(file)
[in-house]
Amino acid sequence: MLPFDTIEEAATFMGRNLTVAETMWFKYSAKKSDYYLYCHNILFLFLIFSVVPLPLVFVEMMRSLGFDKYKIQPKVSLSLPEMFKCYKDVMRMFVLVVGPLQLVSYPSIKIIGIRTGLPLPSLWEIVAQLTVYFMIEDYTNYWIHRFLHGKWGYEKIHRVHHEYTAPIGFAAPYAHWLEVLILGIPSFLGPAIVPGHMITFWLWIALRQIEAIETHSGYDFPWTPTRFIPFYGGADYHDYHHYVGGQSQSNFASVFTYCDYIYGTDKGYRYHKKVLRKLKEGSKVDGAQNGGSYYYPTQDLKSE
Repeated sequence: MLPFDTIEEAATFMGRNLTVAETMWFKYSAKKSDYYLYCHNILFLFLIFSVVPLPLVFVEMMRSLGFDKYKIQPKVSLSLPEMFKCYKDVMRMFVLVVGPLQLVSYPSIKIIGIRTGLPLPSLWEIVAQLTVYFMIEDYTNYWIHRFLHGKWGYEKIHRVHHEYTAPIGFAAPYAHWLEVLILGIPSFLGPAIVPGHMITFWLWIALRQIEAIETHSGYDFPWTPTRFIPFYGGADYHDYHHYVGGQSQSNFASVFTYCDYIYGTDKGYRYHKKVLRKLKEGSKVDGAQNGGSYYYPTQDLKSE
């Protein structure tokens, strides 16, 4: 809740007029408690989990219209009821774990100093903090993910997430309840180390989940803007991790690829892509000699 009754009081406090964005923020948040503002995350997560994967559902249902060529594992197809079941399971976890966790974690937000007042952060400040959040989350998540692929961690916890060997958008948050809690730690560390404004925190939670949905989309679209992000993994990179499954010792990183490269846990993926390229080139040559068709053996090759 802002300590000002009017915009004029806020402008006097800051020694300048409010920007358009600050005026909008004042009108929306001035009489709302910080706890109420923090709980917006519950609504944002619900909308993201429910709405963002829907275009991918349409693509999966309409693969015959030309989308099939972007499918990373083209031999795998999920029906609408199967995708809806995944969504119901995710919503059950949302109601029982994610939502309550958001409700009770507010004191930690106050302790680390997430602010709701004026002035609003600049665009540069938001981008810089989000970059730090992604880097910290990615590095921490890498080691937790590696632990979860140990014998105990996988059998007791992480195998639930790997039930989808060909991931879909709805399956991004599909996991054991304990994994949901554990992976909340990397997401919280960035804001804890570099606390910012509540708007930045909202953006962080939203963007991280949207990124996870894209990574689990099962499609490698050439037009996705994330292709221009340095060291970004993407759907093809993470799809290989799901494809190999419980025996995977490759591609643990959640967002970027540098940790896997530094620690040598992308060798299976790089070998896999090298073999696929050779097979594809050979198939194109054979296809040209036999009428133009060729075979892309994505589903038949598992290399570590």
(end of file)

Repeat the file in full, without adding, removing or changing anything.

[in-house]
Amino acid sequence: MLPFDTIEEAATFMGRNLTVAETMWFKYSAKKSDYYLYCHNILFLFLIFSVVPLPLVFVEMMRSLGFDKYKIQPKVSLSLPEMFKCYKDVMRMFVLVVGPLQLVSYPSIKIIGIRTGLPLPSLWEIVAQLTVYFMIEDYTNYWIHRFLHGKWGYEKIHRVHHEYTAPIGFAAPYAHWLEVLILGIPSFLGPAIVPGHMITFWLWIALRQIEAIETHSGYDFPWTPTRFIPFYGGADYHDYHHYVGGQSQSNFASVFTYCDYIYGTDKGYRYHKKVLRKLKEGSKVDGAQNGGSYYYPTQDLKSE
Repeated sequence: MLPFDTIEEAATFMGRNLTVAETMWFKYSAKKSDYYLYCHNILFLFLIFSVVPLPLVFVEMMRSLGFDKYKIQPKVSLSLPEMFKCYKDVMRMFVLVVGPLQLVSYPSIKIIGIRTGLPLPSLWEIVAQLTVYFMIEDYTNYWIHRFLHGKWGYEKIHRVHHEYTAPIGFAAPYAHWLEVLILGIPSFLGPAIVPGHMITFWLWIALRQIEAIETHSGYDFPWTPTRFIPFYGGADYHDYHHYVGGQSQSNFASVFTYCDYIYGTDKGYRYHKKVLRKLKEGSKVDGAQNGGSYYYPTQDLKSE
């Protein structure tokens, strides 16, 4: 809740007029408690989990219209009821774990100093903090993910997430309840180390989940803007991790690829892509000699 009754009081406090964005923020948040503002995350997560994967559902249902060529594992197809079941399971976890966790974690937000007042952060400040959040989350998540692929961690916890060997958008948050809690730690560390404004925190939670949905989309679209992000993994990179499954010792990183490269846990993926390229080139040559068709053996090759 802002300590000002009017915009004029806020402008006097800051020694300048409010920007358009600050005026909008004042009108929306001035009489709302910080706890109420923090709980917006519950609504944002619900909308993201429910709405963002829907275009991918349409693509999966309409693969015959030309989308099939972007499918990373083209031999795998999920029906609408199967995708809806995944969504119901995710919503059950949302109601029982994610939502309550958001409700009770507010004191930690106050302790680390997430602010709701004026002035609003600049665009540069938001981008810089989000970059730090992604880097910290990615590095921490890498080691937790590696632990979860140990014998105990996988059998007791992480195998639930790997039930989808060909991931879909709805399956991004599909996991054991304990994994949901554990992976909340990397997401919280960035804001804890570099606390910012509540708007930045909202953006962080939203963007991280949207990124996870894209990574689990099962499609490698050439037009996705994330292709221009340095060291970004993407759907093809993470799809290989799901494809190999419980025996995977490759591609643990959640967002970027540098940790896997530094620690040598992308060798299976790089070998896999090298073999696929050779097979594809050979198939194109054979296809040209036999009428133009060729075979892309994505589903038949598992290399570590």